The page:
I heard my wife’s voice, my Laura’s sweet voice, whispering in my left ear.
“Paul, you aren’t a destroyer. You weren’t then, and you aren’t now. How many times do I have to tell you that you were put on Earth to make the world a better place? You know better than to think you can sit idly by and watch whoever is driving that wagon die in an ambush, because you didn’t act. That’s a coward’s way, Paul, and you are no coward.”
I turned to tell Laura to keep quiet so I could make a decision on what to do. I looked around in confusion when I discovered there was no one there. It was only then that I remembered where and when I was. Laura was long dead, and in my past. Great! Now I was hearing voices in my head. The very definition of bat shit crazy. Reality option three was moving higher in probability every day, it seemed.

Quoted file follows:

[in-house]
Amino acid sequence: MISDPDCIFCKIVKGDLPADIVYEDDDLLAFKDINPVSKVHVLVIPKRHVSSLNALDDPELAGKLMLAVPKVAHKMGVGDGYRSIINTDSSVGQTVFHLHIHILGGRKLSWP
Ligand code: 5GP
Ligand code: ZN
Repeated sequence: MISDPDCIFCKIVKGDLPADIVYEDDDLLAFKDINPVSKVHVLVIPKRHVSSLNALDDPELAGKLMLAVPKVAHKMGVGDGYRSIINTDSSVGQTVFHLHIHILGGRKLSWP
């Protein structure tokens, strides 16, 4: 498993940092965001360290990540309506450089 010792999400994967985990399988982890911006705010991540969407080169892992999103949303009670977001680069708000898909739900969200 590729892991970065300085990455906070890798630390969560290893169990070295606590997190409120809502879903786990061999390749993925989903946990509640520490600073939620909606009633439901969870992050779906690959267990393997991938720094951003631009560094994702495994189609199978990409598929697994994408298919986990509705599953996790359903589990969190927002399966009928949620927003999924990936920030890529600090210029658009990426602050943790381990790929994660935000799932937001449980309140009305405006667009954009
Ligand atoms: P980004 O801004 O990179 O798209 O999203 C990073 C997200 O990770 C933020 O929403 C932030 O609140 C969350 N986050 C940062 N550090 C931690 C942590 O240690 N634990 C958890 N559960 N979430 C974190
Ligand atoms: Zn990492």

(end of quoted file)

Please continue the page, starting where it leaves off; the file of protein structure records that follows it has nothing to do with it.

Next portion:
Whether it was Laura’s voice or just my imagination didn’t really matter, because she was right. I wouldn’t be able to live with myself if I didn’t act. That didn’t mean I had to like it.
A few moments of thought later, and I could only see three options. I didn’t like any of them. I could ignore the situation altogether, continue on my way, and let the chips fall where they may. I could ambush the ambushers, killing them in the process, save the driver’s life; and, based on past experience, ruin my own. Finally, I could try to warn the wagon driver. But that would just put both of us at risk. Those six mules were just too tempting a target for the Apaches to back off from the attack. Like every other Indian in the Southwest, the Apache loved mules. Mules carried more than horses, were smarter and easier to handle than horses, were hardier than horses, made better sentries than dogs, and tasted better than either horses or dogs. No, damn it, I was going to have to kill again, and I was going to have to learn how to live with it again, afterwards.